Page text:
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Auteurism, politics, landscape and memory

This book is a collection of essays that offers a new lens through which to examine Spain's cinematic production following the decades of isolation imposed by the Franco regime. The films analysed span a period of some 40 years that have been crucial in the development of Spain, Spanish democracy and Spanish cinema. The book offers a new lens to examine Spain's cinematic production following the decades of isolation imposed by the Franco regime. The figure of the auteur jostles for attention alongside other features of film, ranging from genre, intertexuality and ethics, to filmic language and aesthetics. At the heart of this project lies an examination of the ways in which established auteurs and younger generations of filmmakers have harnessed cinematic language towards a commentary on the nation-state and the politics of historical and cultural memory. The films discussed in the book encompass different genres, both popular and more select arthouse fare, and are made in different languages: English, Basque, Castilian, Catalan, and French. Regarded universally as a classic of Spanish arthouse cinema, El espíritu de la colmena/The Spirit of the Beehive has attracted a wealth of critical attention which has focused on political, historical, psychological and formal aspects of Víctor Erice's co-authored film-text. Luis Bunuel's Cet obscur objet du désir/That Obscure Object of Desire, Catalan filmmaker Ventura Pons' Ocana. Retrat Intermitent/Ocana. An Intermittent Portrait, Francisco Franco's El Dorado, Víctor Erice's El sol del membrillo/The Quince Tree Sun, and Julio Medem's Vacas/Cows are some films that are discussed.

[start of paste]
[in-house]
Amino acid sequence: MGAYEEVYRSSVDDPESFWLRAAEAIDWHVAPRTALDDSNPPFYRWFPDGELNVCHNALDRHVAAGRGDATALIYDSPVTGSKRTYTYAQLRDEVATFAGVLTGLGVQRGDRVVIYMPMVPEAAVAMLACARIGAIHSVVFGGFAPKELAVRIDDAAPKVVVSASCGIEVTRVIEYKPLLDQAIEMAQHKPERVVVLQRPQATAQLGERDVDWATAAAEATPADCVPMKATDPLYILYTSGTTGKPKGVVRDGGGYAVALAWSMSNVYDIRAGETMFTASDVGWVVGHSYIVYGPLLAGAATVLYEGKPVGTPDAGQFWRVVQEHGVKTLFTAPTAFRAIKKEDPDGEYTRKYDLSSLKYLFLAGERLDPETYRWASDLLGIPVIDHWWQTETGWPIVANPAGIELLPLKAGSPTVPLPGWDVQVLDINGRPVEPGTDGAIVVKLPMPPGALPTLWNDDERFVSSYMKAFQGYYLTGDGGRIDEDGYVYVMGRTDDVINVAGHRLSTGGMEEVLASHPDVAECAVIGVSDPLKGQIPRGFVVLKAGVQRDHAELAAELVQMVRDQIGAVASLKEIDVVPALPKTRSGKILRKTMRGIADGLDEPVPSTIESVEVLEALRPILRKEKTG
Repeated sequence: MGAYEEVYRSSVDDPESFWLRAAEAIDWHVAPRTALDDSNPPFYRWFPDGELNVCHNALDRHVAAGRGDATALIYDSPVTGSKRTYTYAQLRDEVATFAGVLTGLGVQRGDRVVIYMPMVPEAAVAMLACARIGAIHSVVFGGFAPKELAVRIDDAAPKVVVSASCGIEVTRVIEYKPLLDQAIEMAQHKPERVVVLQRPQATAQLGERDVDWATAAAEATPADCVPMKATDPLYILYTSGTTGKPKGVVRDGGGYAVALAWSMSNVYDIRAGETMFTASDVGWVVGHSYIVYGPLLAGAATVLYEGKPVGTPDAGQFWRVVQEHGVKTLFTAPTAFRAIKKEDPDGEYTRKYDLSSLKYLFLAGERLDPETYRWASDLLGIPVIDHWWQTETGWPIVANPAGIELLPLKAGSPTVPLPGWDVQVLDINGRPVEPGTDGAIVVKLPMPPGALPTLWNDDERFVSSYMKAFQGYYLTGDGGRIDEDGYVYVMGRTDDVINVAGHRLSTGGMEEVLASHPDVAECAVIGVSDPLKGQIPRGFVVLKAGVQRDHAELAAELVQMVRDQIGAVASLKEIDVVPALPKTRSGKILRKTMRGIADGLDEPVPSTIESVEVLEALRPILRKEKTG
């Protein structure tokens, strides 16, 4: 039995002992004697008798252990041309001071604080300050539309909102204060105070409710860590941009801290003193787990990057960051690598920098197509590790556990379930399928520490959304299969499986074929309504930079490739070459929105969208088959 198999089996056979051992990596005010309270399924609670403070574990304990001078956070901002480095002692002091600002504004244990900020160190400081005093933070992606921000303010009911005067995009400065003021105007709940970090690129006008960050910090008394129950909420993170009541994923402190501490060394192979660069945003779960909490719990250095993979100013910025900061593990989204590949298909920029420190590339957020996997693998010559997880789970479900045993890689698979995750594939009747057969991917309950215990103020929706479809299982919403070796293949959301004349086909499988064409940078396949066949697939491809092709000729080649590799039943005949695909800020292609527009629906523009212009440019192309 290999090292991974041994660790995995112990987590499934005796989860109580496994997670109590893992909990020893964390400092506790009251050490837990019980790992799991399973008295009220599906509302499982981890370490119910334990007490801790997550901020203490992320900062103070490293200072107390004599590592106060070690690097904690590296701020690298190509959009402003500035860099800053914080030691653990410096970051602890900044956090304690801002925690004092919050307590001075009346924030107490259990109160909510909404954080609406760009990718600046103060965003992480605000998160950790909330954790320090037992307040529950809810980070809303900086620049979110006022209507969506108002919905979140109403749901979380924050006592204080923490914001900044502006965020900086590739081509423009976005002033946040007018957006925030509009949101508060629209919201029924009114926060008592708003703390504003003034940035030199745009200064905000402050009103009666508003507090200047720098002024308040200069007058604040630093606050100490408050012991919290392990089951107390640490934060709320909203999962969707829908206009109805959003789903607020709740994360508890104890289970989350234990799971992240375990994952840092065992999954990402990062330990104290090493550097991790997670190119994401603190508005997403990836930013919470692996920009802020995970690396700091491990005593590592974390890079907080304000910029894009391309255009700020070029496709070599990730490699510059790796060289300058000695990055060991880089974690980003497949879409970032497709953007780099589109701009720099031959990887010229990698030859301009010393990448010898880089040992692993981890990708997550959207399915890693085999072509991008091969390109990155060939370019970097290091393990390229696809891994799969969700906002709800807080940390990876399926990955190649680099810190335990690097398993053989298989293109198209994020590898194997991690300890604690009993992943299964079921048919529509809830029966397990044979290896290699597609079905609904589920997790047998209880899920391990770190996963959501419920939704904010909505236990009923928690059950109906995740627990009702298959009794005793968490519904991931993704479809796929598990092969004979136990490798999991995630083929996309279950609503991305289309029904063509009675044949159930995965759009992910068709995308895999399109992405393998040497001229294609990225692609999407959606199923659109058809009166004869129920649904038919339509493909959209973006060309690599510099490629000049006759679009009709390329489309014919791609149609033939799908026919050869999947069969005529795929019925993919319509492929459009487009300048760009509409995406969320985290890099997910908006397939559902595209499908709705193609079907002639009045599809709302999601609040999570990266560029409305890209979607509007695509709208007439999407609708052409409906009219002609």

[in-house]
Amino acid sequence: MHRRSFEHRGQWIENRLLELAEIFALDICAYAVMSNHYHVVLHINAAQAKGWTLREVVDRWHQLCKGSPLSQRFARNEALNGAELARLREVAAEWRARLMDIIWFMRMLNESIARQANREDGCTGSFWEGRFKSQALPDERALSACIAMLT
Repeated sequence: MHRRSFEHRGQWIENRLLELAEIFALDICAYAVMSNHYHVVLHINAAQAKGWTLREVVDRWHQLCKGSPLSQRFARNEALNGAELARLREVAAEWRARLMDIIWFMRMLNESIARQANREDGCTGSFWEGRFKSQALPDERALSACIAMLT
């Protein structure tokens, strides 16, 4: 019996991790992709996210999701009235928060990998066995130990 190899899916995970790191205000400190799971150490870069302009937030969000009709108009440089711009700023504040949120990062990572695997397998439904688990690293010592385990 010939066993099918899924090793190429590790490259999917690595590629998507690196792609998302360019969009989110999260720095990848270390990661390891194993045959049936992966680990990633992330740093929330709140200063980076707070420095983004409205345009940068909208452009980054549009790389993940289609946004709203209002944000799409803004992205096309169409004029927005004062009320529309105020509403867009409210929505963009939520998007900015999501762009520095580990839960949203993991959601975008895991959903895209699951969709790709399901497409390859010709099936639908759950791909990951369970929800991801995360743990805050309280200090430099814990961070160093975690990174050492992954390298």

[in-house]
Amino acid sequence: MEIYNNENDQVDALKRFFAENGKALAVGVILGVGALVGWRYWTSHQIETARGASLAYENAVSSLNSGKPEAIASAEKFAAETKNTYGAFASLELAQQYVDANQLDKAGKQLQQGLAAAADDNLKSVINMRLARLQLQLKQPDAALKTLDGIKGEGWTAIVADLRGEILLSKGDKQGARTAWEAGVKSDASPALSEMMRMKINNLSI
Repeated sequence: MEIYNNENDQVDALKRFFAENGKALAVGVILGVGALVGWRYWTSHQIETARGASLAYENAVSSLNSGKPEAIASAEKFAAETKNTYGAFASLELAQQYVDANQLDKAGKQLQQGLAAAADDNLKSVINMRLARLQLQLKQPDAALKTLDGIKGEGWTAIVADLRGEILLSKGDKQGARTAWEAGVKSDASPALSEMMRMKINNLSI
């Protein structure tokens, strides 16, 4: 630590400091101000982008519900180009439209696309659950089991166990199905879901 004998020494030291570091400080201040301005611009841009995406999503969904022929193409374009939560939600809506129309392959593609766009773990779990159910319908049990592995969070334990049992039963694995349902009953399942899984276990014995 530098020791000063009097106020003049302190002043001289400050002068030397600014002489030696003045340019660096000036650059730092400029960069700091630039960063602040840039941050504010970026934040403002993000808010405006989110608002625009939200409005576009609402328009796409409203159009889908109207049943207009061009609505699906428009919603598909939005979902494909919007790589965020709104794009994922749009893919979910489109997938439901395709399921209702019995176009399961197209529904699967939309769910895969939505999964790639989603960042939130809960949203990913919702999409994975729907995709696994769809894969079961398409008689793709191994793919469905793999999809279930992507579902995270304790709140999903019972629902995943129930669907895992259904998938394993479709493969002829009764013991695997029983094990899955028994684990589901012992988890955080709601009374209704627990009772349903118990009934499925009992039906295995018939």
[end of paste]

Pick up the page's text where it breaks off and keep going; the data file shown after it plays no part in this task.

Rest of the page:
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Maria M. Delgado

This introduction presents an overview of the key concepts discussed in this book. The book offers a new lens through which to examine Spain's cinematic production following the decades of isolation imposed by the Franco regime. At the heart of this project lies an examination of the ways in which established auteurs and younger generations of filmmakers have harnessed cinematic language towards a commentary on the nation-state and the politics of historical and cultural memory. The films discussed in the book encompass different genres (horror, thriller, melodrama, documentary), both popular and more select arthouse fare, and are made in different languages: English, Basque, Castilian, Catalan and French. The book focuses on locating how the different films treat wider issues of landscape (both rural and urban, abstract and concrete, filmic and theatrical) and memory in relation to the political shifts of Spain's history since the late 1970s.

in Spanish cinema 1973–2010
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Jay Beck and Vicente Rodriguez Ortega

often tend to overlook one of the most powerful and salient methods for constructing meaning in cinema: namely, genre. Specifically, none of the texts are devoted to the study of post-1990 Spanish cinema or to an in-depth approach to the genres that populate Spanish cinematic production and reception today. The mobilisation and application of genre studies is absolutely central to understanding the aesthetic approaches used by

in Contemporary Spanish cinema and genre
Social realism, transnationalism and (neo)colonialism
Duncan Wheeler

– Flores de otro mundo/Flowers From Another World (1999), Te doy mis ojos/Take My Eyes (2003) and Mataharis (2007) – Bollaín’s directorial signature would come to be associated with two major trends in Spanish cinematic production. First, she formed part of a new wave of female directors who, for the first time in the mid-1990s, established a collective foothold and identity in the traditionally male

in Spanish cinema 1973–2010